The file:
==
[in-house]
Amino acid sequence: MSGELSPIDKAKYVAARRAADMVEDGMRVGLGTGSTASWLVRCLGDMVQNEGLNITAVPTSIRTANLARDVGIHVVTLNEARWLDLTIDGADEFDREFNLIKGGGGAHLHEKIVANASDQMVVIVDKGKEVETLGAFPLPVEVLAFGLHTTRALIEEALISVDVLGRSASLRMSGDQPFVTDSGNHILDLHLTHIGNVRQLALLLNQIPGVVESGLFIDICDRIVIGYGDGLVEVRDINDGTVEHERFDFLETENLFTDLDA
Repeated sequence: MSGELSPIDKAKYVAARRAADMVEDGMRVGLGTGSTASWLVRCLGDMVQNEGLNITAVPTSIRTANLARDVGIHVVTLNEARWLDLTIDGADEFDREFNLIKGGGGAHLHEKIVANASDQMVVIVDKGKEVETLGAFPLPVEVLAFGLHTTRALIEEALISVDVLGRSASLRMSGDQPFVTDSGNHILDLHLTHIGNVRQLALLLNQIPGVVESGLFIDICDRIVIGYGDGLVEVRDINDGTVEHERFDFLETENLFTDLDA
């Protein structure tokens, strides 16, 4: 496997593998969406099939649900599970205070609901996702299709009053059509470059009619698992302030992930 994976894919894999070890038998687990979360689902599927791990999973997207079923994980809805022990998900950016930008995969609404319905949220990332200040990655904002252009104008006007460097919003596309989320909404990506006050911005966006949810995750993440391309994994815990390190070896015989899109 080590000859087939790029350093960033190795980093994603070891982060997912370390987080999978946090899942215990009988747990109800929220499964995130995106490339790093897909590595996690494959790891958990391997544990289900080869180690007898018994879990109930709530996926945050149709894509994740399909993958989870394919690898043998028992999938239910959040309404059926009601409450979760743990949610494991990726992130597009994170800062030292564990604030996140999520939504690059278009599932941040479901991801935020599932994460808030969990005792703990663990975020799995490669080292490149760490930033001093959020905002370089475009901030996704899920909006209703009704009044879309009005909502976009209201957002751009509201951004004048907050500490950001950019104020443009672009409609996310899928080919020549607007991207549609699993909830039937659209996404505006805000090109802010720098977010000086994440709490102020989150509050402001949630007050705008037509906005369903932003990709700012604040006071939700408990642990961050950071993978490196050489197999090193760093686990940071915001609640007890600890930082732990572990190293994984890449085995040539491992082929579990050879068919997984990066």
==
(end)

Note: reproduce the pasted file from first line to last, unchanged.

[in-house]
Amino acid sequence: MSGELSPIDKAKYVAARRAADMVEDGMRVGLGTGSTASWLVRCLGDMVQNEGLNITAVPTSIRTANLARDVGIHVVTLNEARWLDLTIDGADEFDREFNLIKGGGGAHLHEKIVANASDQMVVIVDKGKEVETLGAFPLPVEVLAFGLHTTRALIEEALISVDVLGRSASLRMSGDQPFVTDSGNHILDLHLTHIGNVRQLALLLNQIPGVVESGLFIDICDRIVIGYGDGLVEVRDINDGTVEHERFDFLETENLFTDLDA
Repeated sequence: MSGELSPIDKAKYVAARRAADMVEDGMRVGLGTGSTASWLVRCLGDMVQNEGLNITAVPTSIRTANLARDVGIHVVTLNEARWLDLTIDGADEFDREFNLIKGGGGAHLHEKIVANASDQMVVIVDKGKEVETLGAFPLPVEVLAFGLHTTRALIEEALISVDVLGRSASLRMSGDQPFVTDSGNHILDLHLTHIGNVRQLALLLNQIPGVVESGLFIDICDRIVIGYGDGLVEVRDINDGTVEHERFDFLETENLFTDLDA
């Protein structure tokens, strides 16, 4: 496997593998969406099939649900599970205070609901996702299709009053059509470059009619698992302030992930 994976894919894999070890038998687990979360689902599927791990999973997207079923994980809805022990998900950016930008995969609404319905949220990332200040990655904002252009104008006007460097919003596309989320909404990506006050911005966006949810995750993440391309994994815990390190070896015989899109 080590000859087939790029350093960033190795980093994603070891982060997912370390987080999978946090899942215990009988747990109800929220499964995130995106490339790093897909590595996690494959790891958990391997544990289900080869180690007898018994879990109930709530996926945050149709894509994740399909993958989870394919690898043998028992999938239910959040309404059926009601409450979760743990949610494991990726992130597009994170800062030292564990604030996140999520939504690059278009599932941040479901991801935020599932994460808030969990005792703990663990975020799995490669080292490149760490930033001093959020905002370089475009901030996704899920909006209703009704009044879309009005909502976009209201957002751009509201951004004048907050500490950001950019104020443009672009409609996310899928080919020549607007991207549609699993909830039937659209996404505006805000090109802010720098977010000086994440709490102020989150509050402001949630007050705008037509906005369903932003990709700012604040006071939700408990642990961050950071993978490196050489197999090193760093686990940071915001609640007890600890930082732990572990190293994984890449085995040539491992082929579990050879068919997984990066």